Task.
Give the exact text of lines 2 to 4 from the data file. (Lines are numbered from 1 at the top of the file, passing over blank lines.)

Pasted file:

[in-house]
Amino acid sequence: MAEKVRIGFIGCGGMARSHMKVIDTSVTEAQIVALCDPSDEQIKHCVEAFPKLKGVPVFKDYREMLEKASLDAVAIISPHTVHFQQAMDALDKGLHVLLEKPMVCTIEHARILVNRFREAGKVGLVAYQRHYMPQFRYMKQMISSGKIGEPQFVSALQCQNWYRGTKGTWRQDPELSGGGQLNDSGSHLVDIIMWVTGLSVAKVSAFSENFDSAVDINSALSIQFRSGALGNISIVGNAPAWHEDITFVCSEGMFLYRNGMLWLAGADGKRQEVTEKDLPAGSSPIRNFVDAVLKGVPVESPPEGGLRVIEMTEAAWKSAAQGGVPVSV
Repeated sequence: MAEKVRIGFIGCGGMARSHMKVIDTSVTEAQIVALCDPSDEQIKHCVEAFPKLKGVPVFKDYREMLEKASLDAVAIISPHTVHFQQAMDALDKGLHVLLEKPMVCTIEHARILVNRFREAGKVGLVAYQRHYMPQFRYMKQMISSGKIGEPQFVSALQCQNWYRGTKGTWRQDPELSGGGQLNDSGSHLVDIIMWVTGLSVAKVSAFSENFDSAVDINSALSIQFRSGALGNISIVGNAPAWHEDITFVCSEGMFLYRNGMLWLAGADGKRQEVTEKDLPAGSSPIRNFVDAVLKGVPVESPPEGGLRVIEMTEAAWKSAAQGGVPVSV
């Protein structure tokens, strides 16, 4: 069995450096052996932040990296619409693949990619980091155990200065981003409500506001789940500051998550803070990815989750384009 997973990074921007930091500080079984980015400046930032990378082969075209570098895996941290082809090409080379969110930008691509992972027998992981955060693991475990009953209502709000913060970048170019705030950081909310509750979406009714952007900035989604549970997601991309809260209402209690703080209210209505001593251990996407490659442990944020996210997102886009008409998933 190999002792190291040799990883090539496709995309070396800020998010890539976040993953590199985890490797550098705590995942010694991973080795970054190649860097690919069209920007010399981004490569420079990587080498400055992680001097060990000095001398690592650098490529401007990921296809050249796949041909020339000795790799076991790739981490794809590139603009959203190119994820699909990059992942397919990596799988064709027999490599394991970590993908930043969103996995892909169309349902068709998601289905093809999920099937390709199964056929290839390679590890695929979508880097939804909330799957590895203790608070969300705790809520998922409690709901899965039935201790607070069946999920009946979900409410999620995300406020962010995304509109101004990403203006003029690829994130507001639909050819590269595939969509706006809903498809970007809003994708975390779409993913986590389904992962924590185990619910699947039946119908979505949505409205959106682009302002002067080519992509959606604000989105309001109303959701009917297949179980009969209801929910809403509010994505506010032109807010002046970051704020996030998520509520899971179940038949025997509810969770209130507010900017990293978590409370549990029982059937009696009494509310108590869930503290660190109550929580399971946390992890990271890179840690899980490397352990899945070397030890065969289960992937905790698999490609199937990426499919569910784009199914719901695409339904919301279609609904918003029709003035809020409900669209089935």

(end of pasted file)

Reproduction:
Amino acid sequence: MAEKVRIGFIGCGGMARSHMKVIDTSVTEAQIVALCDPSDEQIKHCVEAFPKLKGVPVFKDYREMLEKASLDAVAIISPHTVHFQQAMDALDKGLHVLLEKPMVCTIEHARILVNRFREAGKVGLVAYQRHYMPQFRYMKQMISSGKIGEPQFVSALQCQNWYRGTKGTWRQDPELSGGGQLNDSGSHLVDIIMWVTGLSVAKVSAFSENFDSAVDINSALSIQFRSGALGNISIVGNAPAWHEDITFVCSEGMFLYRNGMLWLAGADGKRQEVTEKDLPAGSSPIRNFVDAVLKGVPVESPPEGGLRVIEMTEAAWKSAAQGGVPVSV
Repeated sequence: MAEKVRIGFIGCGGMARSHMKVIDTSVTEAQIVALCDPSDEQIKHCVEAFPKLKGVPVFKDYREMLEKASLDAVAIISPHTVHFQQAMDALDKGLHVLLEKPMVCTIEHARILVNRFREAGKVGLVAYQRHYMPQFRYMKQMISSGKIGEPQFVSALQCQNWYRGTKGTWRQDPELSGGGQLNDSGSHLVDIIMWVTGLSVAKVSAFSENFDSAVDINSALSIQFRSGALGNISIVGNAPAWHEDITFVCSEGMFLYRNGMLWLAGADGKRQEVTEKDLPAGSSPIRNFVDAVLKGVPVESPPEGGLRVIEMTEAAWKSAAQGGVPVSV
């Protein structure tokens, strides 16, 4: 069995450096052996932040990296619409693949990619980091155990200065981003409500506001789940500051998550803070990815989750384009 997973990074921007930091500080079984980015400046930032990378082969075209570098895996941290082809090409080379969110930008691509992972027998992981955060693991475990009953209502709000913060970048170019705030950081909310509750979406009714952007900035989604549970997601991309809260209402209690703080209210209505001593251990996407490659442990944020996210997102886009008409998933 190999002792190291040799990883090539496709995309070396800020998010890539976040993953590199985890490797550098705590995942010694991973080795970054190649860097690919069209920007010399981004490569420079990587080498400055992680001097060990000095001398690592650098490529401007990921296809050249796949041909020339000795790799076991790739981490794809590139603009959203190119994820699909990059992942397919990596799988064709027999490599394991970590993908930043969103996995892909169309349902068709998601289905093809999920099937390709199964056929290839390679590890695929979508880097939804909330799957590895203790608070969300705790809520998922409690709901899965039935201790607070069946999920009946979900409410999620995300406020962010995304509109101004990403203006003029690829994130507001639909050819590269595939969509706006809903498809970007809003994708975390779409993913986590389904992962924590185990619910699947039946119908979505949505409205959106682009302002002067080519992509959606604000989105309001109303959701009917297949179980009969209801929910809403509010994505506010032109807010002046970051704020996030998520509520899971179940038949025997509810969770209130507010900017990293978590409370549990029982059937009696009494509310108590869930503290660190109550929580399971946390992890990271890179840690899980490397352990899945070397030890065969289960992937905790698999490609199937990426499919569910784009199914719901695409339904919301279609609904918003029709003035809020409900669209089935």